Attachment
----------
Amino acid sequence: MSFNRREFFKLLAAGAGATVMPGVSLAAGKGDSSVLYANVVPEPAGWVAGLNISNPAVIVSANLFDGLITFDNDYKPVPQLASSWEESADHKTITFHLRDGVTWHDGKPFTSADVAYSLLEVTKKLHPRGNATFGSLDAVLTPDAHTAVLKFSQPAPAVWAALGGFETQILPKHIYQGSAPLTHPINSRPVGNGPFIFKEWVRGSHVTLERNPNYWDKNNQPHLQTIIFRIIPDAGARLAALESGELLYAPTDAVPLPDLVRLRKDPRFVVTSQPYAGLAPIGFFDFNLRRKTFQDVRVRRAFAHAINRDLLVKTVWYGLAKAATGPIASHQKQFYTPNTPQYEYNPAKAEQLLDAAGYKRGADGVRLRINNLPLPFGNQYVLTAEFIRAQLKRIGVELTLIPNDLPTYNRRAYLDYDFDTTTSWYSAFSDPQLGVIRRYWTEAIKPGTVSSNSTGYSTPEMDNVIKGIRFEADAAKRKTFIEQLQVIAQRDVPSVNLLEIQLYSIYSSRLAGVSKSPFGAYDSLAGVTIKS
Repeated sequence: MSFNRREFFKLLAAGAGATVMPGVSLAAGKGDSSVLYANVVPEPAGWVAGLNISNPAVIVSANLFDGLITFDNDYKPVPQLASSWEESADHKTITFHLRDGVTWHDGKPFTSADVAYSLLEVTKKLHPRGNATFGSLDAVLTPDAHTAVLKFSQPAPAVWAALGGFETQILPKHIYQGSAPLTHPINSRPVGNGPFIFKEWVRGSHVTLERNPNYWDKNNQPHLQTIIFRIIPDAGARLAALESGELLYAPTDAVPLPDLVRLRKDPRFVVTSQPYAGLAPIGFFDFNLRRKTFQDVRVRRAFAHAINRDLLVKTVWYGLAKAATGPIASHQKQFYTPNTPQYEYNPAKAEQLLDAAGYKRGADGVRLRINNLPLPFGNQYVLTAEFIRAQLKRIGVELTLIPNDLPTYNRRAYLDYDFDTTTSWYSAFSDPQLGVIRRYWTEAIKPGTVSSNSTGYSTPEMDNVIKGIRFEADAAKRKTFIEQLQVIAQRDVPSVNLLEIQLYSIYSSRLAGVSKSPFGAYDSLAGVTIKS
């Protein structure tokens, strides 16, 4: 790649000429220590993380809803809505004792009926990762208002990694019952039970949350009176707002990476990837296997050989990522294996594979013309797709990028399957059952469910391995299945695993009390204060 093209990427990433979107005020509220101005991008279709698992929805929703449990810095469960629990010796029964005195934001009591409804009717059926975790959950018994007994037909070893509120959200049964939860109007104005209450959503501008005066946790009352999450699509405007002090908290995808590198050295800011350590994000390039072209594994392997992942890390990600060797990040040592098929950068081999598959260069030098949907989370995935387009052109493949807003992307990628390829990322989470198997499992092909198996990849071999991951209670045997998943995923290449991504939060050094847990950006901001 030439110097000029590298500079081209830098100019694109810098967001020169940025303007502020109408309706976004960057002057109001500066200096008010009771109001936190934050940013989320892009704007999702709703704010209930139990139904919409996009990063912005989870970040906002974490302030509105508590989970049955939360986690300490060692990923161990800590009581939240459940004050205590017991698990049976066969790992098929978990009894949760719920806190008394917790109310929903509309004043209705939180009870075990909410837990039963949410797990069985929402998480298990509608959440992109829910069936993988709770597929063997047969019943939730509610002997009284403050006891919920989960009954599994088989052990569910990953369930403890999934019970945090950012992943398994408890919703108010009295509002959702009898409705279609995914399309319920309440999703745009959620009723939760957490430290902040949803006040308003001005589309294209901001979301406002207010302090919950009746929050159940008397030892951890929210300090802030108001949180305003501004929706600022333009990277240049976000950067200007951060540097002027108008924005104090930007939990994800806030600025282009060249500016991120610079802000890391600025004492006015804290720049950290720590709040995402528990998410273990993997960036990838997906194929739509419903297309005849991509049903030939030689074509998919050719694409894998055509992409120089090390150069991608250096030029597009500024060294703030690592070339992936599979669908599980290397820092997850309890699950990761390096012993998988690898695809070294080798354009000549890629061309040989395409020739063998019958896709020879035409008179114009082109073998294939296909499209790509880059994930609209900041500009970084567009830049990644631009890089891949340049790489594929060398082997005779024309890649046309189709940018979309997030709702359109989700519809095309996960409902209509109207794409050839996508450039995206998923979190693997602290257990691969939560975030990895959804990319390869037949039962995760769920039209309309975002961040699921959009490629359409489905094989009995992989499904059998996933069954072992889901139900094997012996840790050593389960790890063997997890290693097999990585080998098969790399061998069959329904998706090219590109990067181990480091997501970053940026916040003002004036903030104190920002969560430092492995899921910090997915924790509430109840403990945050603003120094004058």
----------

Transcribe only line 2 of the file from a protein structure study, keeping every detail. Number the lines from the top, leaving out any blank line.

Repeated sequence: MSFNRREFFKLLAAGAGATVMPGVSLAAGKGDSSVLYANVVPEPAGWVAGLNISNPAVIVSANLFDGLITFDNDYKPVPQLASSWEESADHKTITFHLRDGVTWHDGKPFTSADVAYSLLEVTKKLHPRGNATFGSLDAVLTPDAHTAVLKFSQPAPAVWAALGGFETQILPKHIYQGSAPLTHPINSRPVGNGPFIFKEWVRGSHVTLERNPNYWDKNNQPHLQTIIFRIIPDAGARLAALESGELLYAPTDAVPLPDLVRLRKDPRFVVTSQPYAGLAPIGFFDFNLRRKTFQDVRVRRAFAHAINRDLLVKTVWYGLAKAATGPIASHQKQFYTPNTPQYEYNPAKAEQLLDAAGYKRGADGVRLRINNLPLPFGNQYVLTAEFIRAQLKRIGVELTLIPNDLPTYNRRAYLDYDFDTTTSWYSAFSDPQLGVIRRYWTEAIKPGTVSSNSTGYSTPEMDNVIKGIRFEADAAKRKTFIEQLQVIAQRDVPSVNLLEIQLYSIYSSRLAGVSKSPFGAYDSLAGVTIKS